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Kovács, Katalin (Institute for Regional Studies CERS HAS); Mihály, Melinda (Institute for Regional Studies CERS HAS); Rácz, Katalin (Research Institute of Agricultural Economics) and Velkey, Gábor (Institute for Regional Studies CERS HAS)

Topic: Beyond the economic dimension – the social and environmental impact of a Producer Organisation

Keywords: producer organization, uneven access to resources, socio-spatial inequalities, conflicting economic, social and environmental interests


One of the 33 case studies of the RELOCAL H2020 project (https://relocal.eu/) is the Szentes Producer Organisation (PO). Vegetable producers needed to fit their strategies to the polarizing power distribution in the Hungarian retail sector and to the increasing competition after the EU accession. The pressure became high on them to produce large quantities on low prices. In the context of oligopolistic market mechanisms cooperation seemed to be the only way for vegetable producers to survive.

The area of Szentes is characterised by a historical legacy of gardening and an access to geothermal energy. Both proved to be important for the PO. Historical legacy: Bulgarian gardeners introduced intensive vegetable production 150 years ago. The early plant production system (KZR) worked as a distinct branch of the socialist agricultural cooperative between 1975 and 1994 integrating small scale backyard farming. This integrated plant production system was revitalized and re-established as PO one year prior to Hungary’s EU accession, in order to secure eligibility to EU funding. Geothermal energy is a local asset that provides relatively cheap energy for heating the greenhouses. However, access to plots with available geothermal energy is distributed unevenly amongst producers, on the one hand, and is provided through pumps and pipelines by contracts with the owners of the infrastructure. These contracts are claimed biased by many, who therefore, have little influence on the quality of service provision. This pressure forced a group of producers to organise themselves and stand up for their collective interest against their fellow PO member, the owner of the thermal infrastructure. This is one of the inner tensions among PO members dividing them, whilst they stand united against environmental authorities when they question sustainability measures related to the use of thermal energy.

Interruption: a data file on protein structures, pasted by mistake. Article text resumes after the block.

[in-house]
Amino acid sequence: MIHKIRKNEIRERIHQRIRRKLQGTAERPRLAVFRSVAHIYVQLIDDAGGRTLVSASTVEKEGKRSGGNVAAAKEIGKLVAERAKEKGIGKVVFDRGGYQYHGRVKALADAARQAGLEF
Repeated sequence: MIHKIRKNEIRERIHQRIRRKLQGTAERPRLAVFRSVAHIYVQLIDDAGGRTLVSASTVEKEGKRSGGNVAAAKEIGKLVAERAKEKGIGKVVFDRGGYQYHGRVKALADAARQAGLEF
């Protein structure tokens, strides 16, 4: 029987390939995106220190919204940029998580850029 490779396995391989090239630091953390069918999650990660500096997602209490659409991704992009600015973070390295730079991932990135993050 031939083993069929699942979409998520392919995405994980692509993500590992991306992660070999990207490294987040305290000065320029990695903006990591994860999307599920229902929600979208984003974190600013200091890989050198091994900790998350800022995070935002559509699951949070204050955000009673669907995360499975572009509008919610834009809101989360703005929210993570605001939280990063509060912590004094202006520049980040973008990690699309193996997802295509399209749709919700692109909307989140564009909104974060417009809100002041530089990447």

The producer organisation of Szentes managed to stay alive in free market capitalism but on a systemic level it fails to hinder the reproduction of socio-spatial inequalities and respond environmental challenges. Environmental conflicts (failing to meet sustainability criteria when exploiting thermal water), competition, pressure to secure profitability (the need to reduce costs of production through technological advancement, low wages, grey employment) and its social consequences (self- exploitation, lack of old-age security) as well as democratic deficits of the PO’s leadership are aimed to be discussed in this paper.

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